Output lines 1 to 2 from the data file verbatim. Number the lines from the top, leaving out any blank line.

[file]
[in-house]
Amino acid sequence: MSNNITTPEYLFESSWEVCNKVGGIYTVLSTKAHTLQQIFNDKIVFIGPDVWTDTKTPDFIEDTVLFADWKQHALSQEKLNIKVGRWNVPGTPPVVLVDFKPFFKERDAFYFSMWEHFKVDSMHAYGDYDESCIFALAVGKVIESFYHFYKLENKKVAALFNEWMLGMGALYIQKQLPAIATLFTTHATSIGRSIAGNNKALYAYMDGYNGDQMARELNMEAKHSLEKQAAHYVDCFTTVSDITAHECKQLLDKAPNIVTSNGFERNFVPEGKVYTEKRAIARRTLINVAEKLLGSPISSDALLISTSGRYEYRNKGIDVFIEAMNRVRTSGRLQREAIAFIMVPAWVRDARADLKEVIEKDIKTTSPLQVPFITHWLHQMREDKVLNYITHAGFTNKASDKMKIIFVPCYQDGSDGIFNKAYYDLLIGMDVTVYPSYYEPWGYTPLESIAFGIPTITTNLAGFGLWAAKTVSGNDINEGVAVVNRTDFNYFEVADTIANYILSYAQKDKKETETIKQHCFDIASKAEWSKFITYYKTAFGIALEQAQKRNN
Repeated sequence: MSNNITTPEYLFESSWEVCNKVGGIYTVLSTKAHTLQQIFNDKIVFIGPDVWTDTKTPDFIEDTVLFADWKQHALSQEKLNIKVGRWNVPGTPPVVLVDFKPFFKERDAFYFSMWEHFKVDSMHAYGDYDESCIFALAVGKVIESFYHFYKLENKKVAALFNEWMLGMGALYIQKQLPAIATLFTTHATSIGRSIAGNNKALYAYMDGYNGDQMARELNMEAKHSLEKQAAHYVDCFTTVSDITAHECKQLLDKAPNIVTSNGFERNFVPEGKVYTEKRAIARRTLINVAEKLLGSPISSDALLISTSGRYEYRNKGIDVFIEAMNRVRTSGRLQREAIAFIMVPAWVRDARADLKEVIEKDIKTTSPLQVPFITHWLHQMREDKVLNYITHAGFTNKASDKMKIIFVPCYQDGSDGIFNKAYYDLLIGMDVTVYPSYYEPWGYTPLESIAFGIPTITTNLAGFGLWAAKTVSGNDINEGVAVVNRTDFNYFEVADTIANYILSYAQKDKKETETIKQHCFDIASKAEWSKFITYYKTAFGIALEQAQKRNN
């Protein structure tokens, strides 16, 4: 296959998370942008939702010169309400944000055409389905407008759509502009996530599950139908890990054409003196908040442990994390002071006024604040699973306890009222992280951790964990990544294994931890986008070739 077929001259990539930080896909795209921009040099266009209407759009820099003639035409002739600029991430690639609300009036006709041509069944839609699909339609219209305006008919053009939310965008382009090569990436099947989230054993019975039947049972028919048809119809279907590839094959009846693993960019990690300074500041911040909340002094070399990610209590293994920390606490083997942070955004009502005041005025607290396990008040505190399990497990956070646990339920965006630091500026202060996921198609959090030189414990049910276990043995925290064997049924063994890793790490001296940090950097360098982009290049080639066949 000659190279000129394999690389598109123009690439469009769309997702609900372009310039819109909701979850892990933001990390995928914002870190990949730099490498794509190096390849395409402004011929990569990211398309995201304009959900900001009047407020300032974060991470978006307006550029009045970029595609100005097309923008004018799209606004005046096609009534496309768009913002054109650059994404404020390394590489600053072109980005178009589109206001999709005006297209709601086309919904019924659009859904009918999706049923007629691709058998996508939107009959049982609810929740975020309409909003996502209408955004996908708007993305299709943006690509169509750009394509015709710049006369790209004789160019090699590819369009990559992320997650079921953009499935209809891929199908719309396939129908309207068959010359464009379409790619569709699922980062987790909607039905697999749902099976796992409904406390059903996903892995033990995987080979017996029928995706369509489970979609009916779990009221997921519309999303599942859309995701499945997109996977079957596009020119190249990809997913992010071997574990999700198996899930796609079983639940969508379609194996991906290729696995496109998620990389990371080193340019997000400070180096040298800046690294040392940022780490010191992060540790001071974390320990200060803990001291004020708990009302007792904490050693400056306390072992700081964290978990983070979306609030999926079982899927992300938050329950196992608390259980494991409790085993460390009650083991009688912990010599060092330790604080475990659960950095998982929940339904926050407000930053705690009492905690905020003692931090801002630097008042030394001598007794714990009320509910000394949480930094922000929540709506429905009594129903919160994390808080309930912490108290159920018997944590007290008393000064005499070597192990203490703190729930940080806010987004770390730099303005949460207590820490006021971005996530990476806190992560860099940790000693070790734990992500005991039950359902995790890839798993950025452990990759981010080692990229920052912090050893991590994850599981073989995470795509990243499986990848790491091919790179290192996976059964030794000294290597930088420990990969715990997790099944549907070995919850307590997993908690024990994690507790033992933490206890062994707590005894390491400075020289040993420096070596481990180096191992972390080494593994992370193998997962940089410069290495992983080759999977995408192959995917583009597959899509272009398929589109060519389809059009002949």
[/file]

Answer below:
[in-house]
Amino acid sequence: MSNNITTPEYLFESSWEVCNKVGGIYTVLSTKAHTLQQIFNDKIVFIGPDVWTDTKTPDFIEDTVLFADWKQHALSQEKLNIKVGRWNVPGTPPVVLVDFKPFFKERDAFYFSMWEHFKVDSMHAYGDYDESCIFALAVGKVIESFYHFYKLENKKVAALFNEWMLGMGALYIQKQLPAIATLFTTHATSIGRSIAGNNKALYAYMDGYNGDQMARELNMEAKHSLEKQAAHYVDCFTTVSDITAHECKQLLDKAPNIVTSNGFERNFVPEGKVYTEKRAIARRTLINVAEKLLGSPISSDALLISTSGRYEYRNKGIDVFIEAMNRVRTSGRLQREAIAFIMVPAWVRDARADLKEVIEKDIKTTSPLQVPFITHWLHQMREDKVLNYITHAGFTNKASDKMKIIFVPCYQDGSDGIFNKAYYDLLIGMDVTVYPSYYEPWGYTPLESIAFGIPTITTNLAGFGLWAAKTVSGNDINEGVAVVNRTDFNYFEVADTIANYILSYAQKDKKETETIKQHCFDIASKAEWSKFITYYKTAFGIALEQAQKRNN